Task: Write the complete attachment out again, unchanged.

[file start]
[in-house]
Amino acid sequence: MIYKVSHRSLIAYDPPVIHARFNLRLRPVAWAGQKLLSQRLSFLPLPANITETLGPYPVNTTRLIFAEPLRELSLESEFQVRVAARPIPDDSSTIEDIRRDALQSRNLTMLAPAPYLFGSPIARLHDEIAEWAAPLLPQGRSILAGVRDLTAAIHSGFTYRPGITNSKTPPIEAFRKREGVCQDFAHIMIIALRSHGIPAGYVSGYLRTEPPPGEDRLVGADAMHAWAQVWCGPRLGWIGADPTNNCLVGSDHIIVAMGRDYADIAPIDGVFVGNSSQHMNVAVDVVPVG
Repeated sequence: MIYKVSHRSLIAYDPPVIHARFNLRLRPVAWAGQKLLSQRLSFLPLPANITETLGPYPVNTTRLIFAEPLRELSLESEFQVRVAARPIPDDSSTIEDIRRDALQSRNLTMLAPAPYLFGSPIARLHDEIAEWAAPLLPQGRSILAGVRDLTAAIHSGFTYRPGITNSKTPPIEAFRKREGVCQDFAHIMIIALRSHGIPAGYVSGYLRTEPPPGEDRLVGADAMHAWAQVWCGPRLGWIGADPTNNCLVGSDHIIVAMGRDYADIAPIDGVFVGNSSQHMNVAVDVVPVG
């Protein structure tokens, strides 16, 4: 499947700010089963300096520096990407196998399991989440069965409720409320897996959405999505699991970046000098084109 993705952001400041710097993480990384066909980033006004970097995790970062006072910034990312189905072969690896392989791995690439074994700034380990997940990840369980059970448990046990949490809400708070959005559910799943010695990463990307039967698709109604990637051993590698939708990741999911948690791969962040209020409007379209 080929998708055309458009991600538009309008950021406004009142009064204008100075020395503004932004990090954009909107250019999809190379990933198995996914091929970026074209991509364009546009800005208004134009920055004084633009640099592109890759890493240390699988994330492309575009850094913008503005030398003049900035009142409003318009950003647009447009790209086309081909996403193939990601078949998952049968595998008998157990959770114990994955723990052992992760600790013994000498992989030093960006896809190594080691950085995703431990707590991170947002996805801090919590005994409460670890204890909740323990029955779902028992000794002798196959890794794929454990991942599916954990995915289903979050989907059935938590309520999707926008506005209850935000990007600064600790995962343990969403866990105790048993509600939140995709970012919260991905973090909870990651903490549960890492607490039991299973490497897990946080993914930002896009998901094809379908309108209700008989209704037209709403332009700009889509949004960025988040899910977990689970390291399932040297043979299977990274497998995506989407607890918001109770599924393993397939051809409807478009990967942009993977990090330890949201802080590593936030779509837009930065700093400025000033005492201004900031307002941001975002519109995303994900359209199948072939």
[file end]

[in-house]
Amino acid sequence: MIYKVSHRSLIAYDPPVIHARFNLRLRPVAWAGQKLLSQRLSFLPLPANITETLGPYPVNTTRLIFAEPLRELSLESEFQVRVAARPIPDDSSTIEDIRRDALQSRNLTMLAPAPYLFGSPIARLHDEIAEWAAPLLPQGRSILAGVRDLTAAIHSGFTYRPGITNSKTPPIEAFRKREGVCQDFAHIMIIALRSHGIPAGYVSGYLRTEPPPGEDRLVGADAMHAWAQVWCGPRLGWIGADPTNNCLVGSDHIIVAMGRDYADIAPIDGVFVGNSSQHMNVAVDVVPVG
Repeated sequence: MIYKVSHRSLIAYDPPVIHARFNLRLRPVAWAGQKLLSQRLSFLPLPANITETLGPYPVNTTRLIFAEPLRELSLESEFQVRVAARPIPDDSSTIEDIRRDALQSRNLTMLAPAPYLFGSPIARLHDEIAEWAAPLLPQGRSILAGVRDLTAAIHSGFTYRPGITNSKTPPIEAFRKREGVCQDFAHIMIIALRSHGIPAGYVSGYLRTEPPPGEDRLVGADAMHAWAQVWCGPRLGWIGADPTNNCLVGSDHIIVAMGRDYADIAPIDGVFVGNSSQHMNVAVDVVPVG
């Protein structure tokens, strides 16, 4: 499947700010089963300096520096990407196998399991989440069965409720409320897996959405999505699991970046000098084109 993705952001400041710097993480990384066909980033006004970097995790970062006072910034990312189905072969690896392989791995690439074994700034380990997940990840369980059970448990046990949490809400708070959005559910799943010695990463990307039967698709109604990637051993590698939708990741999911948690791969962040209020409007379209 080929998708055309458009991600538009309008950021406004009142009064204008100075020395503004932004990090954009909107250019999809190379990933198995996914091929970026074209991509364009546009800005208004134009920055004084633009640099592109890759890493240390699988994330492309575009850094913008503005030398003049900035009142409003318009950003647009447009790209086309081909996403193939990601078949998952049968595998008998157990959770114990994955723990052992992760600790013994000498992989030093960006896809190594080691950085995703431990707590991170947002996805801090919590005994409460670890204890909740323990029955779902028992000794002798196959890794794929454990991942599916954990995915289903979050989907059935938590309520999707926008506005209850935000990007600064600790995962343990969403866990105790048993509600939140995709970012919260991905973090909870990651903490549960890492607490039991299973490497897990946080993914930002896009998901094809379908309108209700008989209704037209709403332009700009889509949004960025988040899910977990689970390291399932040297043979299977990274497998995506989407607890918001109770599924393993397939051809409807478009990967942009993977990090330890949201802080590593936030779509837009930065700093400025000033005492201004900031307002941001975002519109995303994900359209199948072939």